Wednesday, February 27, 2013

Day Four-Hundred-Three: The worship cube

I had roughly no part in making the pub. I followed Libby's instructions and moved stuff around, sure, and occasionally when I wasn’t thinking of them as weapons I used hammers, but the architecture of it? The design and planning and shit? NO part. At all. Same goes for all the other houses in Pubton.

Consequently, I had no idea what to expect when I agreed to make a church alongside Pubton's newly-arrived Weekendists.

We decided to set up the church in the northern part of town, a nice, flat area on a bit of a rise that hadn't been stolen for housing or farming. While some of the Weekendist acolytes set to work clearing the snow away from our intended build site - difficult, considering it's been snowing all day - a few of the upper echelons and myself got together to draw up some rough plans.

The Weekendists are all over the world. Imperium to Indies, orcs to goblins to snake men, lush paradises to daunting deserts, there is no place to which they will not travel to spread their non-word. I personally think it's kinda dumb that they even need a place to worship gods for which they have absolutely NO identities, a place they'll typically never use since everyone's asleep on the day's of worship, but the Weekendists insist. If there's a community, there has to be a church.

If nothing else, they assured me that it could be used for any number of things. I could live there, if I wanted. Would make sense, me being the mayor: the seat of government in the stone building. I'll admit to finding that rather an interesting thought - assuming we ever get the damned thing built.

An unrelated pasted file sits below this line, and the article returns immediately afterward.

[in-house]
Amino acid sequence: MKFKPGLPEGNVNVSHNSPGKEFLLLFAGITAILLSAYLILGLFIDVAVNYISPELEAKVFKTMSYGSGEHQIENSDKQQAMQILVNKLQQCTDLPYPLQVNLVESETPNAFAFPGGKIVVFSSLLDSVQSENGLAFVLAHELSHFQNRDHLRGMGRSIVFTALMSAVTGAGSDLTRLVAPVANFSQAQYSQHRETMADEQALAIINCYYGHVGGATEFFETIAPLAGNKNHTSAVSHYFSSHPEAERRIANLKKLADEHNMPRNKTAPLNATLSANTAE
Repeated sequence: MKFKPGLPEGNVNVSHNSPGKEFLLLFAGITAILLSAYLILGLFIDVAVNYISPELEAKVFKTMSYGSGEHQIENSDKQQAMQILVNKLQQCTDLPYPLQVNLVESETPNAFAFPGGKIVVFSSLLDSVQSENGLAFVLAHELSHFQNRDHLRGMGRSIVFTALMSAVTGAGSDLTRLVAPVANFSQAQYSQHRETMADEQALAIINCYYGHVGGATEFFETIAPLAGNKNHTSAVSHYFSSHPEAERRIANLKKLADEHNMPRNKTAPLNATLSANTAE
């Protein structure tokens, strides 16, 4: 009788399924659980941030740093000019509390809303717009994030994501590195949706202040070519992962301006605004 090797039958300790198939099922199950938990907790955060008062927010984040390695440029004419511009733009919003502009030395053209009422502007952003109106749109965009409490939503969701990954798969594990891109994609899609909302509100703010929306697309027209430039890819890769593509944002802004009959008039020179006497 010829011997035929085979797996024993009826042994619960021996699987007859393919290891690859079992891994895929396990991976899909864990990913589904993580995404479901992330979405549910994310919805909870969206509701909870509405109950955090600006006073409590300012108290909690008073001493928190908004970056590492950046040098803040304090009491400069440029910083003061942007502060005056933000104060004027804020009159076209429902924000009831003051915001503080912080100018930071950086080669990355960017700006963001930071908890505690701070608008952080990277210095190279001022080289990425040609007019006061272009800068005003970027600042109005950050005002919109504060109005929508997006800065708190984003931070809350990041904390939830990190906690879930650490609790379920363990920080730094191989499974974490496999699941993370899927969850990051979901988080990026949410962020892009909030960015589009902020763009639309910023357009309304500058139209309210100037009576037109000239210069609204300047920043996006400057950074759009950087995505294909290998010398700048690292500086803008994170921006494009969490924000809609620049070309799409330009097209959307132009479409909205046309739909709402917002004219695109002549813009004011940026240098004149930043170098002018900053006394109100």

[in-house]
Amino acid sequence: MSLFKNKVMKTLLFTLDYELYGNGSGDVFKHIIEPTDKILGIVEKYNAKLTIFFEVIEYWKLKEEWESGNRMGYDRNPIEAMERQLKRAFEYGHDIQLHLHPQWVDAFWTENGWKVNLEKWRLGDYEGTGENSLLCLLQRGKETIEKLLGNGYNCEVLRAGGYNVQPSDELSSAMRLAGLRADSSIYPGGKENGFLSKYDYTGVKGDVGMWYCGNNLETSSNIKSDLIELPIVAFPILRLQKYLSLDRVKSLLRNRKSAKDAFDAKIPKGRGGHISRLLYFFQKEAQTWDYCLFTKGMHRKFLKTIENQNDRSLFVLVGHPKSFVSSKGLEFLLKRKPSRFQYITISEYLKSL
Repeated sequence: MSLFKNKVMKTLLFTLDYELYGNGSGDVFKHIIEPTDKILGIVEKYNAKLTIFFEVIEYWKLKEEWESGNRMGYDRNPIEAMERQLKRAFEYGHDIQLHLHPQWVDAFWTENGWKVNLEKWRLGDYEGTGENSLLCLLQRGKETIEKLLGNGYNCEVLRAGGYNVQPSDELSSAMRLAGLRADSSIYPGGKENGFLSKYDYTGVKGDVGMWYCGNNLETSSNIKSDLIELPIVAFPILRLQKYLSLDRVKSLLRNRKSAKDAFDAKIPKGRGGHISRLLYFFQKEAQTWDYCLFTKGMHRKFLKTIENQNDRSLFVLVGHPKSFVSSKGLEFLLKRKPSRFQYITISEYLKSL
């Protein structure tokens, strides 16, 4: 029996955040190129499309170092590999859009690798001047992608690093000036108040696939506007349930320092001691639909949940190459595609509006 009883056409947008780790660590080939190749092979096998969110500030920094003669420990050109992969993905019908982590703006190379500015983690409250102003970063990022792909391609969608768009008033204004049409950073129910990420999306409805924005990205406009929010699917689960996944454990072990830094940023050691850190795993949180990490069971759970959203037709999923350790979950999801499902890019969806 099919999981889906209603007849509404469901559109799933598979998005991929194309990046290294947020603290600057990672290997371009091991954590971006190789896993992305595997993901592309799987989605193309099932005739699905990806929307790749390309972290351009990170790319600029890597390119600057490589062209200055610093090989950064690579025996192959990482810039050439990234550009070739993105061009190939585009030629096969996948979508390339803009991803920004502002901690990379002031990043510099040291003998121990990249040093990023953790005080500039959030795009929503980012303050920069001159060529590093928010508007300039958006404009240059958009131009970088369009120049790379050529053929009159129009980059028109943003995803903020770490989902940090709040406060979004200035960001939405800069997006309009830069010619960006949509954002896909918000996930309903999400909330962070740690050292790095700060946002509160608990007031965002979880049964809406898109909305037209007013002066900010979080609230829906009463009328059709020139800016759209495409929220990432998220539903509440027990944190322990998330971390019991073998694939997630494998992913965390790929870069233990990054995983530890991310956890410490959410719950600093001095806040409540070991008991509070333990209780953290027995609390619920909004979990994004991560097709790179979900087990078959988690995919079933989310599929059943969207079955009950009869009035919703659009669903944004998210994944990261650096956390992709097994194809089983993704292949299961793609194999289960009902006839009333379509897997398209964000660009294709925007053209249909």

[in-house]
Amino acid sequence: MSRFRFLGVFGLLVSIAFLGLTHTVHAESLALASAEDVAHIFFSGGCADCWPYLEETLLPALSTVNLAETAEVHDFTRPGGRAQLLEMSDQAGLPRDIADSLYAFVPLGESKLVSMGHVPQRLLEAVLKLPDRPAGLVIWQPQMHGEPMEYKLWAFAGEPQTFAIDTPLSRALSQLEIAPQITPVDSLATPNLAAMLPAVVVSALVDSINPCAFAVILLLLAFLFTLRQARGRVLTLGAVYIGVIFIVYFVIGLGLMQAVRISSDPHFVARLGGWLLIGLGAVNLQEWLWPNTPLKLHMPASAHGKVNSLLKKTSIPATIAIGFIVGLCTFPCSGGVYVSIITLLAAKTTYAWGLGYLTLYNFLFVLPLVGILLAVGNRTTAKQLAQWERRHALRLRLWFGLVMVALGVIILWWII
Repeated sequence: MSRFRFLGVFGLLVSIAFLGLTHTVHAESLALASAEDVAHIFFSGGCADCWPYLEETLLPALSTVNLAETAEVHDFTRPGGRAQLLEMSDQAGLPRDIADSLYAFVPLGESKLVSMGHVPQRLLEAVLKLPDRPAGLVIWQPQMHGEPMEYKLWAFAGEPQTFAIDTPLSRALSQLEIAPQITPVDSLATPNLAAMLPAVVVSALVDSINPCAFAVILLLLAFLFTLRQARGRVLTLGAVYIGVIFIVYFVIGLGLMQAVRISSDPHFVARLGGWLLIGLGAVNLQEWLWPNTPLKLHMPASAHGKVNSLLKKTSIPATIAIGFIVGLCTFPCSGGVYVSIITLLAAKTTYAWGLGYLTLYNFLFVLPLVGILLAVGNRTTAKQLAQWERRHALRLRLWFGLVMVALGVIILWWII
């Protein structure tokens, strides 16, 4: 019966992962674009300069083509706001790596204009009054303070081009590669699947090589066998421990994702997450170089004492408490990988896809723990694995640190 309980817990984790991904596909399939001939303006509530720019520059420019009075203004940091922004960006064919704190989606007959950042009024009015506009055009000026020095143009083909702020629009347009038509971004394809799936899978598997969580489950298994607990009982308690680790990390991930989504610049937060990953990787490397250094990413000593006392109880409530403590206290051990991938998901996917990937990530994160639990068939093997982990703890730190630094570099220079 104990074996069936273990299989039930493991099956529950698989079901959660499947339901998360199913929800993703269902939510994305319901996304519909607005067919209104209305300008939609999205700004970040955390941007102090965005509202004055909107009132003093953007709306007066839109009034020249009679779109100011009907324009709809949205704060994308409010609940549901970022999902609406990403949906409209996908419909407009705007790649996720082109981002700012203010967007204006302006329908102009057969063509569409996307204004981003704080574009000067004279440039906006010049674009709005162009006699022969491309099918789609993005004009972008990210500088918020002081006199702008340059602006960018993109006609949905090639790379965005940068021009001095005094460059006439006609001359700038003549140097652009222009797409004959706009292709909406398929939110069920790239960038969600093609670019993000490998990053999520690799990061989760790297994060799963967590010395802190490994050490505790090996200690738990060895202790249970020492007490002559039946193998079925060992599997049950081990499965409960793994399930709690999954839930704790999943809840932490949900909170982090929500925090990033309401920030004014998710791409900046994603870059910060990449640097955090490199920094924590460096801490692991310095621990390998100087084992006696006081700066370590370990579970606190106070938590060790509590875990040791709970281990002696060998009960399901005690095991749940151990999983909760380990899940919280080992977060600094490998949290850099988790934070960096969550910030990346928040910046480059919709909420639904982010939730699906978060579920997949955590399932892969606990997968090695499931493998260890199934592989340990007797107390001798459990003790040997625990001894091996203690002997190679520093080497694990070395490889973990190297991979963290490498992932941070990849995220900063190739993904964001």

Because Weekendists move around a lot, they're required to understand at least a smattering of building construction. A group like this could put together a small stone building with little fuss. Putting one together in the dead of winter that's supposed to be the size THEY want, though? Slightly more difficult.

"200 feet," they said.

"200 feet what?" I replied.

"200 feet. That's how wide we want to make it. The length has to start with the number two."

I peered at the acolytes struggling to clear away the snow. They were, indeed, getting rid of a lot of the stuff over a rather huge area. "Why?"

The head Weekendist, the one I've known the longest, sniffed. "The number two is holy to us. Two days to a weekend. Therefore, the proportions of the house dedicated to the weekend must include a two."

"Oh." I scratched my head. "Couldn't you reverse it and make it, like, 102 feet wide? Or 52?"

"No. The two is more important. It goes first."

"Okay… how about just twenty feet?"

He shook his head. "You said you wanted to include a library. Twenty feet is far too small for a library."

"Ah." This spurred a memory, or lack thereof. "You know, I don't remember a church back in the old castle."

The Weekendist paused. "There was one. It was… two feet long. That was the most space Jeffrey ever granted us."

"Yeah, that sounds like him." I thought it over. "Okay, so tall does it have to be?"

"200 feet."

"You gotta be kidding me."